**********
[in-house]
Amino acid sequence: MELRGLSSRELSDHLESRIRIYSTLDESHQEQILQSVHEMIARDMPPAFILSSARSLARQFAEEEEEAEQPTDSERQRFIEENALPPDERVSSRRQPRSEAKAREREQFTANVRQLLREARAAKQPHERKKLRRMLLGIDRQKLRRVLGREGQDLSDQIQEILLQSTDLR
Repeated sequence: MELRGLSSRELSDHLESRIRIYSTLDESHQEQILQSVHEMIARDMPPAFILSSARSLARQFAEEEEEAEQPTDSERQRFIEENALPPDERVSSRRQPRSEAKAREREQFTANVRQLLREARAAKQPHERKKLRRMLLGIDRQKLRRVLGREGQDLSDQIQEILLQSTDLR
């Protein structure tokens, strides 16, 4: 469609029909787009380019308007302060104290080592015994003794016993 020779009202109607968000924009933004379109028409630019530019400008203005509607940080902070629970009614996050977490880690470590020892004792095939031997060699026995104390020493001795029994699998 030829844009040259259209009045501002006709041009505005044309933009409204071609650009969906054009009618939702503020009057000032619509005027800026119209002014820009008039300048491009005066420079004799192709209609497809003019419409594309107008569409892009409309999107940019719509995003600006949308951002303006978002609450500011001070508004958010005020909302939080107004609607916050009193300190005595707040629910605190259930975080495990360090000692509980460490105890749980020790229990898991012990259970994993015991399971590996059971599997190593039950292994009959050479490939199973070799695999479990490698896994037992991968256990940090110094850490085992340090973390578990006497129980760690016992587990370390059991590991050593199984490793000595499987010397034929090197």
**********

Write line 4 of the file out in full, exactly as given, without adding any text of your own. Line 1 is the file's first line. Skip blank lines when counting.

């Protein structure tokens, strides 16, 4: 469609029909787009380019308007302060104290080592015994003794016993 020779009202109607968000924009933004379109028409630019530019400008203005509607940080902070629970009614996050977490880690470590020892004792095939031997060699026995104390020493001795029994699998 030829844009040259259209009045501002006709041009505005044309933009409204071609650009969906054009009618939702503020009057000032619509005027800026119209002014820009008039300048491009005066420079004799192709209609497809003019419409594309107008569409892009409309999107940019719509995003600006949308951002303006978002609450500011001070508004958010005020909302939080107004609607916050009193300190005595707040629910605190259930975080495990360090000692509980460490105890749980020790229990898991012990259970994993015991399971590996059971599997190593039950292994009959050479490939199973070799695999479990490698896994037992991968256990940090110094850490085992340090973390578990006497129980760690016992587990370390059991590991050593199984490793000595499987010397034929090197």